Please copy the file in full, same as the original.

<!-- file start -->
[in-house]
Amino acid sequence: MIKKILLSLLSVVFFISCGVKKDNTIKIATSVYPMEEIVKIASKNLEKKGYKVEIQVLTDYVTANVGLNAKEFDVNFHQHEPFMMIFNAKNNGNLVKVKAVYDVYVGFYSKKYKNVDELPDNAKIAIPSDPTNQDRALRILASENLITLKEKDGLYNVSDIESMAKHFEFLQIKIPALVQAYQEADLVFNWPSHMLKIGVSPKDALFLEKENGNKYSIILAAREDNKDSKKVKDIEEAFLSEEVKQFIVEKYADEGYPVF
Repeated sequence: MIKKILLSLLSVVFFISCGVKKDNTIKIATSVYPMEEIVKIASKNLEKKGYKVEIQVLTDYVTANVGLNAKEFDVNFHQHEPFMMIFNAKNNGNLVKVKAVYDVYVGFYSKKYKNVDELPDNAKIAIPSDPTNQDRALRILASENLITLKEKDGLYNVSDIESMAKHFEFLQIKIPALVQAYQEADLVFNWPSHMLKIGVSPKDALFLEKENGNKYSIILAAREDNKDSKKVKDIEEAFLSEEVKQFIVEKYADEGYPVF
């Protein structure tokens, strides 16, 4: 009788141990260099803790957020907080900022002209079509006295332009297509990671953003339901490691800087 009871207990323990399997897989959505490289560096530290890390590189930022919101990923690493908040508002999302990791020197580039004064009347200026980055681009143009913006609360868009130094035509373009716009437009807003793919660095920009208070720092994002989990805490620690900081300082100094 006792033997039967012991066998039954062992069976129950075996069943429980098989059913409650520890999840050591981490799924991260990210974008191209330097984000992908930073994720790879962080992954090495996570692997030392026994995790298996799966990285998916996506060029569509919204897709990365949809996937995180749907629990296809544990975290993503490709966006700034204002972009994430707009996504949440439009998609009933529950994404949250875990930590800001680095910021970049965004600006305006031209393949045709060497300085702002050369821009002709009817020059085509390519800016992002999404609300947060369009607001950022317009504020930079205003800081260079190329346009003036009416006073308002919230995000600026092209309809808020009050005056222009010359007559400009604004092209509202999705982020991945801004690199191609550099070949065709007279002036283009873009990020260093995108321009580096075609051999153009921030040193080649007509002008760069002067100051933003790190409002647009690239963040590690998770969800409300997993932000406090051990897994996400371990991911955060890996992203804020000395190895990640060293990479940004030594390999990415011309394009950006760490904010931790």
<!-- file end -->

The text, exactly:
[in-house]
Amino acid sequence: MIKKILLSLLSVVFFISCGVKKDNTIKIATSVYPMEEIVKIASKNLEKKGYKVEIQVLTDYVTANVGLNAKEFDVNFHQHEPFMMIFNAKNNGNLVKVKAVYDVYVGFYSKKYKNVDELPDNAKIAIPSDPTNQDRALRILASENLITLKEKDGLYNVSDIESMAKHFEFLQIKIPALVQAYQEADLVFNWPSHMLKIGVSPKDALFLEKENGNKYSIILAAREDNKDSKKVKDIEEAFLSEEVKQFIVEKYADEGYPVF
Repeated sequence: MIKKILLSLLSVVFFISCGVKKDNTIKIATSVYPMEEIVKIASKNLEKKGYKVEIQVLTDYVTANVGLNAKEFDVNFHQHEPFMMIFNAKNNGNLVKVKAVYDVYVGFYSKKYKNVDELPDNAKIAIPSDPTNQDRALRILASENLITLKEKDGLYNVSDIESMAKHFEFLQIKIPALVQAYQEADLVFNWPSHMLKIGVSPKDALFLEKENGNKYSIILAAREDNKDSKKVKDIEEAFLSEEVKQFIVEKYADEGYPVF
């Protein structure tokens, strides 16, 4: 009788141990260099803790957020907080900022002209079509006295332009297509990671953003339901490691800087 009871207990323990399997897989959505490289560096530290890390590189930022919101990923690493908040508002999302990791020197580039004064009347200026980055681009143009913006609360868009130094035509373009716009437009807003793919660095920009208070720092994002989990805490620690900081300082100094 006792033997039967012991066998039954062992069976129950075996069943429980098989059913409650520890999840050591981490799924991260990210974008191209330097984000992908930073994720790879962080992954090495996570692997030392026994995790298996799966990285998916996506060029569509919204897709990365949809996937995180749907629990296809544990975290993503490709966006700034204002972009994430707009996504949440439009998609009933529950994404949250875990930590800001680095910021970049965004600006305006031209393949045709060497300085702002050369821009002709009817020059085509390519800016992002999404609300947060369009607001950022317009504020930079205003800081260079190329346009003036009416006073308002919230995000600026092209309809808020009050005056222009010359007559400009604004092209509202999705982020991945801004690199191609550099070949065709007279002036283009873009990020260093995108321009580096075609051999153009921030040193080649007509002008760069002067100051933003790190409002647009690239963040590690998770969800409300997993932000406090051990897994996400371990991911955060890996992203804020000395190895990640060293990479940004030594390999990415011309394009950006760490904010931790």